For whatever reason, a lot of people struggle with flossing more than with brushing their teeth. Behavioural economist Dan Ariely suggests it has to do with what's known as "reward substitution," which means after your breath is fresh from brushing you're less inclined to continue caring.
Photo by G M.
According to Ariely, our typical preference for brushing over flossing boils down to the rewards we create for ourselves:
So why do we like to brush? In large part because the toothpaste industry has cunningly convinced us that to be socially acceptable, we must be minty fresh. Preoccupied as we are with our social standing, we wake up, feel the mint deficit in our mouths and immediately brush.
In essence, this is a case of "reward substitution." The basic idea is that some actions just aren't sufficiently motivating by themselves, so we create rewards for them that aren't necessarily relevant but still get us to do what we're supposed to.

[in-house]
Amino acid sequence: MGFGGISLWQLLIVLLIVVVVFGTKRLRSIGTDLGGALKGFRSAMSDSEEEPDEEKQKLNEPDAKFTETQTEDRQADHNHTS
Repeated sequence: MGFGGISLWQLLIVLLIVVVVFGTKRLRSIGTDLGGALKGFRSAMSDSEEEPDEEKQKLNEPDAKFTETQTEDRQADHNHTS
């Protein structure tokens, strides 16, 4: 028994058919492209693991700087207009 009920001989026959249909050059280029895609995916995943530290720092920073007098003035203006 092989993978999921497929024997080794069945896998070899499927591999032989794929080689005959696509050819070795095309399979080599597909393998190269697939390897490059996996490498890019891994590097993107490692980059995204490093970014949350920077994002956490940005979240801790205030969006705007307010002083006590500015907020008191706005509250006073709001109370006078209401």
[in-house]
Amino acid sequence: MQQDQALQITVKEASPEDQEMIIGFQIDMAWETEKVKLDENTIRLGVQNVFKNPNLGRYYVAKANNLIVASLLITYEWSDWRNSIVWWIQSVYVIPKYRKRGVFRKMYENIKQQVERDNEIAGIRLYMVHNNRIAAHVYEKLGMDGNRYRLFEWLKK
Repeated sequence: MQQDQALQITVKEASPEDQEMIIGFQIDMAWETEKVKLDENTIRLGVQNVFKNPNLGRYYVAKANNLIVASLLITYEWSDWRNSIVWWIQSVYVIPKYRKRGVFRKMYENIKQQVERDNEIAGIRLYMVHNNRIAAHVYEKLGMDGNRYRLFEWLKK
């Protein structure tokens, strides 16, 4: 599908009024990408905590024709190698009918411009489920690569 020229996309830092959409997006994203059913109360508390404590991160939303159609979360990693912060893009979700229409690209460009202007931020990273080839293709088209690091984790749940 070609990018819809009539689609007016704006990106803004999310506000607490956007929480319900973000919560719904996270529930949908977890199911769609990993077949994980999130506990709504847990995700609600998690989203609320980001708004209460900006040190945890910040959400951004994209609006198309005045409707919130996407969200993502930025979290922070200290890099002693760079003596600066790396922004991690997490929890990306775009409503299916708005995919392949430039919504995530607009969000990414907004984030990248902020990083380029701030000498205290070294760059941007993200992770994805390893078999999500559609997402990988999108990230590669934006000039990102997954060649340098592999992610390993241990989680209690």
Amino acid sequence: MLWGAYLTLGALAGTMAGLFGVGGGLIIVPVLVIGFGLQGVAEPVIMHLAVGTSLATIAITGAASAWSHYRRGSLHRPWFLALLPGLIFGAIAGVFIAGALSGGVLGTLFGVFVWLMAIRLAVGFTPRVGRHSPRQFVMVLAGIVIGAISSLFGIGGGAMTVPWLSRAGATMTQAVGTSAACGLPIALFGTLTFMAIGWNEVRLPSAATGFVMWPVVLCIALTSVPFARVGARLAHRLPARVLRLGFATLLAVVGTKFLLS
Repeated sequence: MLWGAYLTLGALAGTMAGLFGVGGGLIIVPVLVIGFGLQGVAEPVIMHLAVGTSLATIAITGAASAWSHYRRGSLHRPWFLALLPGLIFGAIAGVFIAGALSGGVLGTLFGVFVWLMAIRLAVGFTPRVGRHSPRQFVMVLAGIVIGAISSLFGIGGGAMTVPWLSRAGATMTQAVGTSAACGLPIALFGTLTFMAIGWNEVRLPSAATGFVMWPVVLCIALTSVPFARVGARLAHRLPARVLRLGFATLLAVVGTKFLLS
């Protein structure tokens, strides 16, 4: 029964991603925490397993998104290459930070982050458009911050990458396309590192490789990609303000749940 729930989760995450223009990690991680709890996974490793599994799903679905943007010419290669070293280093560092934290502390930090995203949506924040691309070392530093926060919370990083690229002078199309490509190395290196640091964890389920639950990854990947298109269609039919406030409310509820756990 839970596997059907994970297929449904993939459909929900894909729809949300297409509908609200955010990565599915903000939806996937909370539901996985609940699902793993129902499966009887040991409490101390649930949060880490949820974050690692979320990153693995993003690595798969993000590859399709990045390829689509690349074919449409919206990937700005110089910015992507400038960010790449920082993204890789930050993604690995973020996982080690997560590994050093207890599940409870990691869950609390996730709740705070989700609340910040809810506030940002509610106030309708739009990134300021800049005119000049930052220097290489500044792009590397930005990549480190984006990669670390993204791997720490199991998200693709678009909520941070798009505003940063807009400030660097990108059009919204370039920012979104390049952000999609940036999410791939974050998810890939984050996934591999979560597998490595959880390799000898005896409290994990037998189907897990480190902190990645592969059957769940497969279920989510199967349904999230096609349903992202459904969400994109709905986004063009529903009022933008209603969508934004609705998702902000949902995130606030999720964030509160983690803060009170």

Essentially, brushing delivers the minty fresh breath we associate with a clean, healthy mouth and by the time we're done, we have all the mint we need. Flossing ends up feeling unnecessary after the brushing. It sounds a little silly coming from a behavioural economist, but the sentiment is echoed by the American Dental Association as well.
So, if you have trouble remembering or feeling motivated to floss, flossing before brushing might help you get in the habit of it easier. The good news is that it doesn't really matter if you floss before or after.
Why Are We More Inclined to Brush Than to Floss? [The Wall Street Journal]